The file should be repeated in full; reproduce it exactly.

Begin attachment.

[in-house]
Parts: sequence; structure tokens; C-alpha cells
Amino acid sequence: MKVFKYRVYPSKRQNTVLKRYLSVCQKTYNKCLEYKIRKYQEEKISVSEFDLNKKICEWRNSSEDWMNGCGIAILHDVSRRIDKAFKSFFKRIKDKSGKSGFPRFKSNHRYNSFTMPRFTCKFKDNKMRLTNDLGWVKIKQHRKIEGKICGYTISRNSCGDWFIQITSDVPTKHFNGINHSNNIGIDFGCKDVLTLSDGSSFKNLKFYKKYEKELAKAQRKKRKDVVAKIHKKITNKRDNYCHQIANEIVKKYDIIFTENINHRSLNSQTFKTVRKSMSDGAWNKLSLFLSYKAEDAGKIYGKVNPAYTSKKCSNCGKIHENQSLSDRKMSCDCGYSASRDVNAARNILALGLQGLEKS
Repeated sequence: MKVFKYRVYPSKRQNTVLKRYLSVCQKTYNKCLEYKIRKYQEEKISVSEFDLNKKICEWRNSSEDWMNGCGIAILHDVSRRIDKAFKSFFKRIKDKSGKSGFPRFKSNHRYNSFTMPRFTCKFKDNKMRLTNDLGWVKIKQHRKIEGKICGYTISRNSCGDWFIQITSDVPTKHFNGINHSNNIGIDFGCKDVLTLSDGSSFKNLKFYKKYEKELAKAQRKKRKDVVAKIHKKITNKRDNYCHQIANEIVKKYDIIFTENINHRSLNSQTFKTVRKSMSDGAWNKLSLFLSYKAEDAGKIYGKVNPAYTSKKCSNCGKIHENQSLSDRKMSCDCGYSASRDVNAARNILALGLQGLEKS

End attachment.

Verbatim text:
[in-house]
Parts: sequence; structure tokens; C-alpha cells
Amino acid sequence: MKVFKYRVYPSKRQNTVLKRYLSVCQKTYNKCLEYKIRKYQEEKISVSEFDLNKKICEWRNSSEDWMNGCGIAILHDVSRRIDKAFKSFFKRIKDKSGKSGFPRFKSNHRYNSFTMPRFTCKFKDNKMRLTNDLGWVKIKQHRKIEGKICGYTISRNSCGDWFIQITSDVPTKHFNGINHSNNIGIDFGCKDVLTLSDGSSFKNLKFYKKYEKELAKAQRKKRKDVVAKIHKKITNKRDNYCHQIANEIVKKYDIIFTENINHRSLNSQTFKTVRKSMSDGAWNKLSLFLSYKAEDAGKIYGKVNPAYTSKKCSNCGKIHENQSLSDRKMSCDCGYSASRDVNAARNILALGLQGLEKS
Repeated sequence: MKVFKYRVYPSKRQNTVLKRYLSVCQKTYNKCLEYKIRKYQEEKISVSEFDLNKKICEWRNSSEDWMNGCGIAILHDVSRRIDKAFKSFFKRIKDKSGKSGFPRFKSNHRYNSFTMPRFTCKFKDNKMRLTNDLGWVKIKQHRKIEGKICGYTISRNSCGDWFIQITSDVPTKHFNGINHSNNIGIDFGCKDVLTLSDGSSFKNLKFYKKYEKELAKAQRKKRKDVVAKIHKKITNKRDNYCHQIANEIVKKYDIIFTENINHRSLNSQTFKTVRKSMSDGAWNKLSLFLSYKAEDAGKIYGKVNPAYTSKKCSNCGKIHENQSLSDRKMSCDCGYSASRDVNAARNILALGLQGLEKS